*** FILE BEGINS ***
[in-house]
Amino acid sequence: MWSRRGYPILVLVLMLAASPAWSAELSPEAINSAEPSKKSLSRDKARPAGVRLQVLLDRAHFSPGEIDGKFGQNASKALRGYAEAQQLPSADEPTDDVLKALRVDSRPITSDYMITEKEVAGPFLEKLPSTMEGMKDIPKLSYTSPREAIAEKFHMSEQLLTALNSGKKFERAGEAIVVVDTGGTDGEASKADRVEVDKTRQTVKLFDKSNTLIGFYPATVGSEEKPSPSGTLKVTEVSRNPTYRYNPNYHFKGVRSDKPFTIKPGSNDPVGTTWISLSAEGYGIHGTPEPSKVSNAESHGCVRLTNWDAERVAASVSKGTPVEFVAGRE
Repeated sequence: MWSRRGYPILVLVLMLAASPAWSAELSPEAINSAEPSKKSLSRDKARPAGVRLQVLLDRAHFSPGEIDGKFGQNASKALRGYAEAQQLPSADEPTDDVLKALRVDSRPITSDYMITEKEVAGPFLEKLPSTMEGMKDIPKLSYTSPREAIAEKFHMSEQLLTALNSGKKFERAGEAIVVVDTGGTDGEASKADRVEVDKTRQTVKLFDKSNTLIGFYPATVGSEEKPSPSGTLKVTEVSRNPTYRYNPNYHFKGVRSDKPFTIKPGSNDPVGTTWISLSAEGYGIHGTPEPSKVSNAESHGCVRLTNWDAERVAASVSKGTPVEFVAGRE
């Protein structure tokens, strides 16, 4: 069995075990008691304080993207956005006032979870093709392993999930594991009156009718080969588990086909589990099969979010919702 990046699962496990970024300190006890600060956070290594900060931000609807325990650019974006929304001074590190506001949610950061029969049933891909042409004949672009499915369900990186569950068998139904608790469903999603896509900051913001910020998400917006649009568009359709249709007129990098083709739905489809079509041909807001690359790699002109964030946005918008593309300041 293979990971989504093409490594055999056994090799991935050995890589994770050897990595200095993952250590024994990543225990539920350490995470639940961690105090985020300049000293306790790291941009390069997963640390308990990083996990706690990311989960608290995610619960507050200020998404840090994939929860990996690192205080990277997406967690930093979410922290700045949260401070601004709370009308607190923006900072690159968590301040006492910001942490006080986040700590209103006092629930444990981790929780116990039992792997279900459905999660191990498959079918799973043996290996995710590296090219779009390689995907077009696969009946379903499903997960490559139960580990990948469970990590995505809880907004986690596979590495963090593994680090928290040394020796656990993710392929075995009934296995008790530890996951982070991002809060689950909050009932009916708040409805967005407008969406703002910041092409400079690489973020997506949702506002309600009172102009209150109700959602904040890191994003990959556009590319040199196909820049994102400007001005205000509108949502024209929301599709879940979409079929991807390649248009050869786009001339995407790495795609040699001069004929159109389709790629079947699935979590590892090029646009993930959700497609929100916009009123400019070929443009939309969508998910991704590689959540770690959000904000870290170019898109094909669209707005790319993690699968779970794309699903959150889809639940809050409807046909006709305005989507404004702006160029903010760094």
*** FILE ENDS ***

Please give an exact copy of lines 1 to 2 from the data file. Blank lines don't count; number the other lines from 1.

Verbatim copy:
[in-house]
Amino acid sequence: MWSRRGYPILVLVLMLAASPAWSAELSPEAINSAEPSKKSLSRDKARPAGVRLQVLLDRAHFSPGEIDGKFGQNASKALRGYAEAQQLPSADEPTDDVLKALRVDSRPITSDYMITEKEVAGPFLEKLPSTMEGMKDIPKLSYTSPREAIAEKFHMSEQLLTALNSGKKFERAGEAIVVVDTGGTDGEASKADRVEVDKTRQTVKLFDKSNTLIGFYPATVGSEEKPSPSGTLKVTEVSRNPTYRYNPNYHFKGVRSDKPFTIKPGSNDPVGTTWISLSAEGYGIHGTPEPSKVSNAESHGCVRLTNWDAERVAASVSKGTPVEFVAGRE